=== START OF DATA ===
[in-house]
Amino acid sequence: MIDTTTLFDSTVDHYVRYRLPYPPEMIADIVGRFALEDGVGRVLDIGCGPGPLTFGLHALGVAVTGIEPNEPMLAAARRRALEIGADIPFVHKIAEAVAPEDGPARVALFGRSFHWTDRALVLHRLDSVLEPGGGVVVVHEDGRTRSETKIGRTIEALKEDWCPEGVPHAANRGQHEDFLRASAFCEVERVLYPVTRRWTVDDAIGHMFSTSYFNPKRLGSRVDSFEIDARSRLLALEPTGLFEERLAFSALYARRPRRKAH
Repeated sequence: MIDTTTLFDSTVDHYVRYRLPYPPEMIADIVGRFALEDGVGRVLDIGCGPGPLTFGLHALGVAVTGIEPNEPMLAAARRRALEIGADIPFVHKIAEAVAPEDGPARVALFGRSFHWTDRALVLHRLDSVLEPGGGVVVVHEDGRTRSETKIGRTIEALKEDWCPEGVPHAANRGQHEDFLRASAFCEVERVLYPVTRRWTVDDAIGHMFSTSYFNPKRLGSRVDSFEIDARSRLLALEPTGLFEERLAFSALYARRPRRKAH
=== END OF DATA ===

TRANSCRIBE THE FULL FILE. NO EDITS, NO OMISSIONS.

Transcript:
[in-house]
Amino acid sequence: MIDTTTLFDSTVDHYVRYRLPYPPEMIADIVGRFALEDGVGRVLDIGCGPGPLTFGLHALGVAVTGIEPNEPMLAAARRRALEIGADIPFVHKIAEAVAPEDGPARVALFGRSFHWTDRALVLHRLDSVLEPGGGVVVVHEDGRTRSETKIGRTIEALKEDWCPEGVPHAANRGQHEDFLRASAFCEVERVLYPVTRRWTVDDAIGHMFSTSYFNPKRLGSRVDSFEIDARSRLLALEPTGLFEERLAFSALYARRPRRKAH
Repeated sequence: MIDTTTLFDSTVDHYVRYRLPYPPEMIADIVGRFALEDGVGRVLDIGCGPGPLTFGLHALGVAVTGIEPNEPMLAAARRRALEIGADIPFVHKIAEAVAPEDGPARVALFGRSFHWTDRALVLHRLDSVLEPGGGVVVVHEDGRTRSETKIGRTIEALKEDWCPEGVPHAANRGQHEDFLRASAFCEVERVLYPVTRRWTVDDAIGHMFSTSYFNPKRLGSRVDSFEIDARSRLLALEPTGLFEERLAFSALYARRPRRKAH